Learn How Betty Fought Back Against the Debt Sharks
I received a phone call from Betty early one Wednesday evening. Betty is 81 years old and she lives alone in Phoenix, Arizona. I live on Cape Cod, Massachusetts so there's a two hour time difference. I could sense by the tone in her voice she was very upset. She demanded I give her back her money. All $695 dollars. I had no idea what she was talking about.
"What $695 dollars? I never charged you $695 dollars," I said.
"YES YOU DID," Betty shot back. "You charged me $695 dollars for the ZilchWorks report, and I want it back."
Betty had received an unsolicited call from one of those Debt Sharks. She was the perfect prey; single, elderly, debt-ridden.
Betty was lured with an attractive promise to lower the interest rates on her credit cards. She was told it would only take a minute and "with her permission" they would contact the credit card company and get a decision right away, while she waited. So, that's what happened. Betty agreed and was put on hold while the caller contacted the credit card company to negotiate a lower interest rate. Or so she thought.
After a brief pause, Betty was rejoined to the phone conversation. This time there was a third person on the line, a woman. This woman claimed to be with the credit card company. She greeted Betty very pleasantly using her full name. Even verified Betty's address and phone number. The woman went on to explained how the "nice man" on the other phone had clarified things up quite nicely and a lower interest rate would be placed on her credit card account. "Thank you for being such a good customer Betty," and just like that the woman was gone.
Betty was put on hold two more times and rejoined to the calls each time. Both conversations had gone similar to the first one.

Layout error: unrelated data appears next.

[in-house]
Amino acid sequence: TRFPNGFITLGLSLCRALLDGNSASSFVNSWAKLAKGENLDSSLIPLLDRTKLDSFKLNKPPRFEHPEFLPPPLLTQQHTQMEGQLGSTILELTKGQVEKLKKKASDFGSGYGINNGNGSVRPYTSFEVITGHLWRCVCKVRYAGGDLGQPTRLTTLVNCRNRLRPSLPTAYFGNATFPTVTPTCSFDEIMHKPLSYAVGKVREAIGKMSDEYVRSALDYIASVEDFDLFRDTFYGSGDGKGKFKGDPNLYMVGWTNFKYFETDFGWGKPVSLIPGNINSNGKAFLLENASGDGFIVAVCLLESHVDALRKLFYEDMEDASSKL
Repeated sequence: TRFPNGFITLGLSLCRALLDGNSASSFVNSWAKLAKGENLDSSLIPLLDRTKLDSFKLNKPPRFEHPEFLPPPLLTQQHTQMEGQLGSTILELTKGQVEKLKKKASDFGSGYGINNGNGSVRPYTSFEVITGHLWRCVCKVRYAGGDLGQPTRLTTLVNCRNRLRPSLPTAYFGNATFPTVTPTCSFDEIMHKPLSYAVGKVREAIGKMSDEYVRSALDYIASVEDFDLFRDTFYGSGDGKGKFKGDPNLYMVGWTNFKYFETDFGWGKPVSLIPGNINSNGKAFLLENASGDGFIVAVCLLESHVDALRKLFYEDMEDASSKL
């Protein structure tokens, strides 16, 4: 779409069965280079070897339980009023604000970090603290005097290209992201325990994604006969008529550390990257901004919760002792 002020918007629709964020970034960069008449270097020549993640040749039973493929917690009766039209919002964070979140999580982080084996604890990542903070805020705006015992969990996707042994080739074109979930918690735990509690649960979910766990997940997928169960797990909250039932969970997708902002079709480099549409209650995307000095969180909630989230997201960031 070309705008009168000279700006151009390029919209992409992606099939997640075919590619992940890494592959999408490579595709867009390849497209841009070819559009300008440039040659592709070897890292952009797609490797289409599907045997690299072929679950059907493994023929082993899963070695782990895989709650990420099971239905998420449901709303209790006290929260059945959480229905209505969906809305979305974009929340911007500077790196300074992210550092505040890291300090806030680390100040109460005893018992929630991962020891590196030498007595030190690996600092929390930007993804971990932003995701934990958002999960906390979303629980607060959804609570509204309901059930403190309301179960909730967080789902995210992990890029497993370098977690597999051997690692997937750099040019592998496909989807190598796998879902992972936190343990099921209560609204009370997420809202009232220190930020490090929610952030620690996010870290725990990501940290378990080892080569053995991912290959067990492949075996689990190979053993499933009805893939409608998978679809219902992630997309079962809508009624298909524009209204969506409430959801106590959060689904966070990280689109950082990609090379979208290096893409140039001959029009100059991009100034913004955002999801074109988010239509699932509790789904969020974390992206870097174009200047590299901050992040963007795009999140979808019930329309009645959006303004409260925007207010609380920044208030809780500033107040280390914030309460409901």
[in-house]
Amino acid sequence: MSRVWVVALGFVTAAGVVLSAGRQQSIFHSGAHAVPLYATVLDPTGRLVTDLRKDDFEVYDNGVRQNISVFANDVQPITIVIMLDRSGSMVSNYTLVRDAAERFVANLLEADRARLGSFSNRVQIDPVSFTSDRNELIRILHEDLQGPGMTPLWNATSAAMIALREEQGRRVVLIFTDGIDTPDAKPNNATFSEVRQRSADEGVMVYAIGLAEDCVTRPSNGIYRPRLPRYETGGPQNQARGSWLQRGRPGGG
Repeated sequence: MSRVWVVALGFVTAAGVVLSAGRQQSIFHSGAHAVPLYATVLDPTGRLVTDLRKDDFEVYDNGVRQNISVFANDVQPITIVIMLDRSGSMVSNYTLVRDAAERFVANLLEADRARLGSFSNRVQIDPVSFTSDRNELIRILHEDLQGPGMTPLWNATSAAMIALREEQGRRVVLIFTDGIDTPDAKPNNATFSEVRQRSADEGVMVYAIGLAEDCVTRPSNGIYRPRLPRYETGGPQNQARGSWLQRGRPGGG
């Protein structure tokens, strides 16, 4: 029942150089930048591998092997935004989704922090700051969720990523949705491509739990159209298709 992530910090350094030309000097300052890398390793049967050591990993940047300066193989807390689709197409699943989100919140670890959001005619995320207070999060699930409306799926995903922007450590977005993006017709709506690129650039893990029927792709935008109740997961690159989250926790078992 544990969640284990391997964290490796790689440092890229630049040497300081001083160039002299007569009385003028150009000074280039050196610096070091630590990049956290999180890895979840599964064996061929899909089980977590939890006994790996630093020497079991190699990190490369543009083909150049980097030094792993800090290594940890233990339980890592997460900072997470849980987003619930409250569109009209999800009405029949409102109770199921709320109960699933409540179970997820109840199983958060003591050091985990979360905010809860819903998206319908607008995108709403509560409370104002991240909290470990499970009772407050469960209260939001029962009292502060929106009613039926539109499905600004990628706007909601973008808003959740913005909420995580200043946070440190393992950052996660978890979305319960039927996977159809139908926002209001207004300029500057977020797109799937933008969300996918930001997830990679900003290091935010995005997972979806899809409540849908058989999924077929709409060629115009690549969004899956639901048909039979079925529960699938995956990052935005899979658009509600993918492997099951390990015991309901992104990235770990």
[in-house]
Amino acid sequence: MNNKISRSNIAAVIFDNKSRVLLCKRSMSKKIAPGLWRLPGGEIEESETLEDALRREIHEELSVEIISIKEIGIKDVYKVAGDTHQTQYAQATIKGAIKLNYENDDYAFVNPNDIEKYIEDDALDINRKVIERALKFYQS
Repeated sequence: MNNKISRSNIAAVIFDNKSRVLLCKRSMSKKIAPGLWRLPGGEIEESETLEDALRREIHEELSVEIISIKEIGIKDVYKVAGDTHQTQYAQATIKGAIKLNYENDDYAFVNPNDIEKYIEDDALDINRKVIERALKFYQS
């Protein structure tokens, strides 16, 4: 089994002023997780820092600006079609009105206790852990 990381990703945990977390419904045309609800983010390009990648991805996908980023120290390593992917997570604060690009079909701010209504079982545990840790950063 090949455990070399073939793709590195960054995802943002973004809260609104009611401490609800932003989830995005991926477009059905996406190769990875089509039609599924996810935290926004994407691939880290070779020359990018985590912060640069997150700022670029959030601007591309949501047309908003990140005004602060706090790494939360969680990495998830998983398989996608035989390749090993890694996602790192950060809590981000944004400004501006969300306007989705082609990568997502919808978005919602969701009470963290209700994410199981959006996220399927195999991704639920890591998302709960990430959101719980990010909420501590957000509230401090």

The caller then asked Betty to tell him about all of her debts, because he was going to create for her a debt management plan. Which included the new lower interest rates of course. This step-by-step, debt management plan would show her exactly how much to pay each creditor each month. It was guaranteed to save her money and get her out of debt as quickly as possible. This would only cost $695 dollars. And of course it had to be done immediately or Betty would lose out on the lowered interest rates that had just just negotiated. Betty agreed. She paid the $695 dollars and a few days later she received her ZilchWorks report. And that's why she called me.
Betty and I talked for quite a while. I eventually convinced her that it wasn't me who did this. It took several minutes. She kept insisting that it was me because "after all" my phone number was on the bottom of the ZilchWorks report she received.
I explained to Betty, "I don't create debt management plans for other people. I create software."
"But your phone number is on the bottom of the ZilchWorks report," Betty insisted.
"Betty I assure you It wasn't me", I said.
"Then why is you phone number on the report?" Betty fired back.
"Someone bought my software and never change the default value," I replied.
"How did you receive the ZilchWorks report?" I asked.
"It came in the mail," she replied.
"Do you still have the envelope it came in?"
"Yes, yes... hold on let me grab it out of the trash."
"Does it have a return address? What is it?" I prodded.
"Clear Financial Solutions, 3208 E. Colonial Dive #157, Orlando FL 32803," came Betty's response.
I thanked Betty for this information. We agreed that both of us were victims. It told Betty to contact the credit card company and dispute the $695 charge. I also told her I would reach out to the Florida attorney general's office and let them know this kind of fraud is happening.
I checked back with Betty a week later and yes, she had gotten the $695 charge dropped from her account. I also reached out to Michael Wenger, Florida attorney general. It turns out, Clear Financial Solutions was operating out of a UPS Store in Orlando, Florida. Wenger opened an investigation.
Beware of Debt Sharks
If you have financial troubles you may be vulnerable. There is an entire industry of deceitful businesses out there just waiting to pounce on debt-ridden consumers. They have perfected their message. They know exactly what to say and how to say it. They prey upon defenseless people. Good people. People who have unfortunately stumbled upon financial hardship, many for the first time. They are known as “Debt Sharks”.
Just like real sharks, debt sharks can sense when their prey is most weak. They have been trained to smell fear. They are masters at creating terror and stirring up anxiety. They keep at it until they get that first little drop of blood in the form of a payment. Any size payment. Even a small token payment. That payment turns into a feeding frenzy. They want more, and more, and more.